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Game Changer?

March 15, 2010 - Posted by Maurice Belanger

game change


As the New York Times put it on Saturday, there is "Nothing like 100,000 angry, frustrated, impatient marchers, representing millions of voters, to focus the Congressional and presidential mind…."  The immigration march, the Times says, may be the one possible game changer to break the logjam in Congress on the issue of immigration reform.


The March for America will take place in Washington on Sunday, March 21.  Tens of thousands of people are expected to participate, pressing Congress and the President to pass comprehensive immigration reform.  In anticipation of the march, there was a flurry of activity last week.


On Thursday, President Obama held a series of meetings on immigration reform.  The first was with advocates for immigration reform, who reminded the President of the heavy toll immigration raids and the enforcement of broken laws was taking on the lives of hundreds of thousands of people.  The advocates were there to urge the President to honor his promise to fix America's broken immigration system and to show more leadership on the issue.


Next, the President met with the two Senators who have been negotiating a start point for this round of the immigration debate in Congress—Senator Charles Schumer of New York and Senator Lindsey Graham of South Carolina.  The Senators shared with the President their agreed-upon framework for immigration reform legislation.  They also urged the President to show more leadership on the issue, in particular, to help gain more support in the Senate, and to help work out the differences that yet exist between business and labor.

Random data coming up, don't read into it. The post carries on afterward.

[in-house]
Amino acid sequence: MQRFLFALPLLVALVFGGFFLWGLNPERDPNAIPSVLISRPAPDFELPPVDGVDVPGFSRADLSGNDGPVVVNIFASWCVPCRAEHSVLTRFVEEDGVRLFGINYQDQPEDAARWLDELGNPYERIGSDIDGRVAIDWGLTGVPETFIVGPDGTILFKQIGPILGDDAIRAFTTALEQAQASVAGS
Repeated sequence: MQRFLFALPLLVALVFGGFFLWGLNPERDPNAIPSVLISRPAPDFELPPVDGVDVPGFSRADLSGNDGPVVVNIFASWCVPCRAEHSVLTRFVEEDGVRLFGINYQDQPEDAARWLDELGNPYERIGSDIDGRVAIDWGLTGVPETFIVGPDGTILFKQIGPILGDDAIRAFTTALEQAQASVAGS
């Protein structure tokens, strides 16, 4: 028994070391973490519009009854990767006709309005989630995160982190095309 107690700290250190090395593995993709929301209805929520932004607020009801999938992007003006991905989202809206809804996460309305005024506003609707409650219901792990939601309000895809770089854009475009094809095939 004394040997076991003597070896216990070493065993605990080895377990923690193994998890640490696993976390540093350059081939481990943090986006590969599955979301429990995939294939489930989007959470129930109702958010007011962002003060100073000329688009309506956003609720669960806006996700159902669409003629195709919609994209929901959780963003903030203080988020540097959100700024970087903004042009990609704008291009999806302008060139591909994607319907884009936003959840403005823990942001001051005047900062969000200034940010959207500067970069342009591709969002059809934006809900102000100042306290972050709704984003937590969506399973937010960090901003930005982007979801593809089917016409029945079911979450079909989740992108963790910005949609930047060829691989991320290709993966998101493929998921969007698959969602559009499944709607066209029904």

For their part, advocates, represented by the Campaign to Reform Immigration FOR America, were pleased, saying in a statement that, based on the conversation with the President, "we are optimistic and expecting aggressive and urgent action from the White House on comprehensive immigration reform before March 21st."


For his part, the President said in a statement that he,


"told both the Senators and the community leaders that my commitment to comprehensive immigration reform is unwavering, and that I will continue to be their partner in this important effort."


On the same day, the President met with the Congressional Hispanic Caucus, and again immigration reform (as well as other issues) was on the agenda.


With the President's renewed attention, perhaps a little support for immigration reform can be rounded up in the Senate.  In particular, the effort needs more Republican support. 


As the Times noted in its editorial, it used to be that with immigration reform there was,


"…a lot for Republicans to like: conservative arguments that reform is good for business, reunites families, bolsters national security — and pleases Latino voters."


Not so long ago, immigration reform had the support of several Republicans in the Senate.  Now, however, Senator Graham is the only Republican in the Senate who is willing to lead on the issue.  The rest dare not run afoul of the ideological purity police who act as a sort of Taliban for the Republican Party. As Graham recently told Dana Milbank of the Washington Post, there comes a point when "fear stops you from acting in the best interests of the country."


If Republicans are responding to the purity police within their base, what are Democrats doing for their base?


Immigration reform is an urgent humanitarian mater for the thousands of families and hundreds of communities and faith congregations that are being torn apart as the government continues to enforce broken laws.  It is also an urgent political matter for Democrats.  Elections are approaching, the right is energized, and Democrats don't have a lot to fire up Latinos and the first-time voters who were inspired to vote in 2008 with promises that new leadership would tackle immigration reform and a range of major challenges facing the country. 


Douglas Rivlin, at NewsJunkePost.com, reports on a study of voting in the recently-concluded New York Mayor's race.  Just one in five voters who were first-time voters in 2008 voted in the Mayor's race. 


If that pattern is not to be repeated in November, those voters need something to validate a belief that their vote in 2008 made a difference.  For Latinos, the validation they need is immigration reform (or at the very least, a sincere attempt to pass it).


 Photo by Flickr user Hjelle.

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